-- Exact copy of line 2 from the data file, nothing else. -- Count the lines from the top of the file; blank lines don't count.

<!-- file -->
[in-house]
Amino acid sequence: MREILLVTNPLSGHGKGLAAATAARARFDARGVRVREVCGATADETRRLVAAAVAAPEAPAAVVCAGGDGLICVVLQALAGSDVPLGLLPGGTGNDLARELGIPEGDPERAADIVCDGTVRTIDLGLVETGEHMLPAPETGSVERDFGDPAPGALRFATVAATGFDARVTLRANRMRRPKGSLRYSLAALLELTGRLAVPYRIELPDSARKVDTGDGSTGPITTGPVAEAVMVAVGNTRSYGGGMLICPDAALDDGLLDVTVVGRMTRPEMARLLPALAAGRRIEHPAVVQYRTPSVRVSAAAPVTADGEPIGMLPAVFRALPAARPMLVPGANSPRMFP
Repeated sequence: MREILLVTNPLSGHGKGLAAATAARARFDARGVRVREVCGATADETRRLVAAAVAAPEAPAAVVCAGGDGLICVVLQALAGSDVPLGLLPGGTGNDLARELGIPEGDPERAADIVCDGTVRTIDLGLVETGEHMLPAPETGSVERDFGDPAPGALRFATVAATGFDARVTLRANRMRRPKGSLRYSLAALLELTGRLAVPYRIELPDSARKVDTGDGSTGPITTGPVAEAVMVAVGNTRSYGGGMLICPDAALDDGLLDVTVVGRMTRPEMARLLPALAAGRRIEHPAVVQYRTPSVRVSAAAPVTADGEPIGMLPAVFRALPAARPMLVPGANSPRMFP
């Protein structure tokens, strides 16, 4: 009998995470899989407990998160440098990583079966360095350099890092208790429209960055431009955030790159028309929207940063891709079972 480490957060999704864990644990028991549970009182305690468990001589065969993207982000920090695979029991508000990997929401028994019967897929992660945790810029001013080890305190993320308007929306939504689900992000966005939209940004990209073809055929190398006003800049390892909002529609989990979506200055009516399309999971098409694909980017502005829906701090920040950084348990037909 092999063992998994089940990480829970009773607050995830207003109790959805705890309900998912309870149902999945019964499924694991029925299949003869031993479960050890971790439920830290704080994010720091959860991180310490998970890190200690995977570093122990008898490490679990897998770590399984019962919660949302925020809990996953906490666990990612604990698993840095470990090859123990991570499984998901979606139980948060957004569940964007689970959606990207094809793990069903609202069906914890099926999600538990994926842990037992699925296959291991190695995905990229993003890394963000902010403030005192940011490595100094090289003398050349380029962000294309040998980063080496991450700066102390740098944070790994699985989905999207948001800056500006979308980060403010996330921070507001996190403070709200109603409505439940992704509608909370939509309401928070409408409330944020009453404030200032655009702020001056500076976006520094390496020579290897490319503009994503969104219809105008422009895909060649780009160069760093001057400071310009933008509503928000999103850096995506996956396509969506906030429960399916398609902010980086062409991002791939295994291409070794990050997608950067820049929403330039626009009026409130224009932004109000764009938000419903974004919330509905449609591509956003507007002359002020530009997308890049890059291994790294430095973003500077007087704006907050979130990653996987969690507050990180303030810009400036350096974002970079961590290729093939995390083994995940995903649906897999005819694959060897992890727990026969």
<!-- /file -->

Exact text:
Amino acid sequence: MREILLVTNPLSGHGKGLAAATAARARFDARGVRVREVCGATADETRRLVAAAVAAPEAPAAVVCAGGDGLICVVLQALAGSDVPLGLLPGGTGNDLARELGIPEGDPERAADIVCDGTVRTIDLGLVETGEHMLPAPETGSVERDFGDPAPGALRFATVAATGFDARVTLRANRMRRPKGSLRYSLAALLELTGRLAVPYRIELPDSARKVDTGDGSTGPITTGPVAEAVMVAVGNTRSYGGGMLICPDAALDDGLLDVTVVGRMTRPEMARLLPALAAGRRIEHPAVVQYRTPSVRVSAAAPVTADGEPIGMLPAVFRALPAARPMLVPGANSPRMFP